The Party knew that war was approaching, that it would be impossible to defend our country without heavy industry, that it was necessary to set to work to develop heavy industry as quickly as possible . . .  [The Party] therefore rejected the ‘ordinary’ path of industrialization [through light industry] and commenced the industrialization of the country by developing heavy industry. . . . There can be no doubt that without this it would have been impossible to transform our country into an industrial country in so short a time.

Stalin supports his argument with a litany of astounding production achievements: 15,000,000 tons of pig iron, 21,600,000 tons of market grain, and 2,700,000 tons of raw cotton in 1940.

All this production equipped the Red Army for victory. As Stalin recited wartime armament figures, the crowd at the Bolshoi responded in a crescendo of cheers. During the war, he says, Soviet industry produced annually:

  • “30,000 tanks, self-propelled guns and armoured cars. (loud applause)”
  • “40,000 aeroplanes. (loud applause)”
  • “120,000 guns of all calibres (loud applause)”
  • “240,000,000 shells, bombs and mines (applause) and 7,400,000,000 cartridges. (loud applause)”

(Note that Stalin kept a buzzer at the podium to tell the audience to stop applauding, for no one dared stop on their own.)


Photo of Joseph Stalin pointing finger

Such self-congratulation befits a candidate for office, but Stalin was also reminding audience members about the fruit of these Five-Year Plans in order to prepare them for the Five-Year Plans to come.

Everyone remembered the sacrifices of the pre-war years: the chronic food shortages, the fifteen-hour work days, the purges of unproductive workers. During the war, things got even harder, but Comrade Stalin promised there would be peace after victory, rest and reward after the unspeakable suffering that Total War required.

Now, nine months after Germany’s surrender, Joseph Stalin disclosed that the struggle and sacrifices will continue. There will be new Five-Year Plans, at least three, maybe more. The goal will be to triple current production in order to defend the Motherland from the enemies that surround it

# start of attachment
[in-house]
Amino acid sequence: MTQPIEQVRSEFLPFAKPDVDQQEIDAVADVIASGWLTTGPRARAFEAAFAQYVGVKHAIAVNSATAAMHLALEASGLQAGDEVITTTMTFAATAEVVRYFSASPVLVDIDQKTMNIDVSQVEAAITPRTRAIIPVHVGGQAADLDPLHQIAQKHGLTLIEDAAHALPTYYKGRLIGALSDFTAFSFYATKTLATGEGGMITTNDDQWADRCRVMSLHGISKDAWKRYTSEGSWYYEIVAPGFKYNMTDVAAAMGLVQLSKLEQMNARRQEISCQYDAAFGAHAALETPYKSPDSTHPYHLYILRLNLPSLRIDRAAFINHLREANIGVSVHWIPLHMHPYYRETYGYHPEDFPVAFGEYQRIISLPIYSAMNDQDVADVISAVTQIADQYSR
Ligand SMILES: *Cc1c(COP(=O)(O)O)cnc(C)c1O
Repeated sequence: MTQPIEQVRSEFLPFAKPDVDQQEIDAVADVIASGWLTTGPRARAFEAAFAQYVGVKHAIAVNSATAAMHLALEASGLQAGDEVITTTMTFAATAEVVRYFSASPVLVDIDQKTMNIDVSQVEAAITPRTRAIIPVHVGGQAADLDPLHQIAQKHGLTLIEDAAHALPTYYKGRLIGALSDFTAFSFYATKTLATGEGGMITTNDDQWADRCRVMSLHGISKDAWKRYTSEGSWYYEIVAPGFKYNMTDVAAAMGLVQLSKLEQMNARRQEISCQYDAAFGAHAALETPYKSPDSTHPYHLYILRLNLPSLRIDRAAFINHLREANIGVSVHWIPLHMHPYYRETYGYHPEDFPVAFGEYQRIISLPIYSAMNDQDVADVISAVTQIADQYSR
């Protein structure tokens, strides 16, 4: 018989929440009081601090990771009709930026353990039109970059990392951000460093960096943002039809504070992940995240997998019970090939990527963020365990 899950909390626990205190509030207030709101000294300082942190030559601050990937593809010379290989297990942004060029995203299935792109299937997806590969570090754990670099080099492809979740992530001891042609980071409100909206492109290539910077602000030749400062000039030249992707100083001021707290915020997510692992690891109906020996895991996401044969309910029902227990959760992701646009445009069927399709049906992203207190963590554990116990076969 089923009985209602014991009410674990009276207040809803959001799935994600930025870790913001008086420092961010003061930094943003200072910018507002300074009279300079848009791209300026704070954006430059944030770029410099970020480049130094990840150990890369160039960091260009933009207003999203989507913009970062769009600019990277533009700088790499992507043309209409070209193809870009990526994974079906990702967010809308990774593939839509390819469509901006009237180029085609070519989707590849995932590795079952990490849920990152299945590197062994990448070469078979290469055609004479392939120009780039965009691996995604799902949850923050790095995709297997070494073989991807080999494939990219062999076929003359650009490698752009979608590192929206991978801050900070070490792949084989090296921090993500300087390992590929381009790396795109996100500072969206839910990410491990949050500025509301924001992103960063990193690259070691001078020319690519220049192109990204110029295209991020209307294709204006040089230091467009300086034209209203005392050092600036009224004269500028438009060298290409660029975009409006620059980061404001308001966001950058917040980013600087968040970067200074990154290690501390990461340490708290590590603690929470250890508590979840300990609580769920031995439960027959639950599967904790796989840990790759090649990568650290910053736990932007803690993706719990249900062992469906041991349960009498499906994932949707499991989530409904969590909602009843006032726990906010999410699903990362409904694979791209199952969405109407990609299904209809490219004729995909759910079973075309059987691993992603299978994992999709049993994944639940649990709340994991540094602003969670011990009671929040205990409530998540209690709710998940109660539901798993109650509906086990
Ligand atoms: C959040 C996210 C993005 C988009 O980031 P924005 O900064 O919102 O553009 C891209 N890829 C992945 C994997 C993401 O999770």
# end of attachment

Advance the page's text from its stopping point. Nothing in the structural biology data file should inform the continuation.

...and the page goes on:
“It can be done, and we must do it,” Stalin proclaimed to loud applause.

Cold War expert Vladislav Zubok contends that Stalin’s sudden call for a maximum rearmament effort in 1946 was, in fact, cover for the hugely expensive and top secret Soviet Atomic Bomb and ballistic missile projects. These two weapons programs were going to stress the Soviet system and delay any transition to a peaceful consumer-oriented economy. But because these programs were secret, Stalin had to fall back on his older rhetoric of sacrifice, rooted in Marxist-Leninist understandings of history, to prepare the Soviet people for the hardships to come.

Five thousand miles away, in Washington, D.C., Stalin’s Bolshoi speech landed like a percussion grenade. The White House and State Department stirred with questions. What were the implications of Stalin’s return to hardline Communist ideology? Would he not be satisfied with anything short of world domination? Would another World War start up even before the ashes of Europe had cooled?

Thirteen days after Stalin’s speech, State Department teletype machine chattered with answers in the form of a remarkable 5,000-word telegram. It had been dictated by the Acting Ambassador to the Soviet Union George F. Kennan from his sickbed in Moscow.

George F. Kennan’s famous “Long Telegram” of 1946 after Joseph Stalin speech

First page of George F. Kennan’s famous “Long Telegram” of 1946

Kennan’s “Long Telegram” would rock the Truman administration and rally it to resist Joseph Stalin’s provocation. We’ll take up Kennan’s message in an upcoming post and examine how “Containment” became the watchword of the new “Cold War.”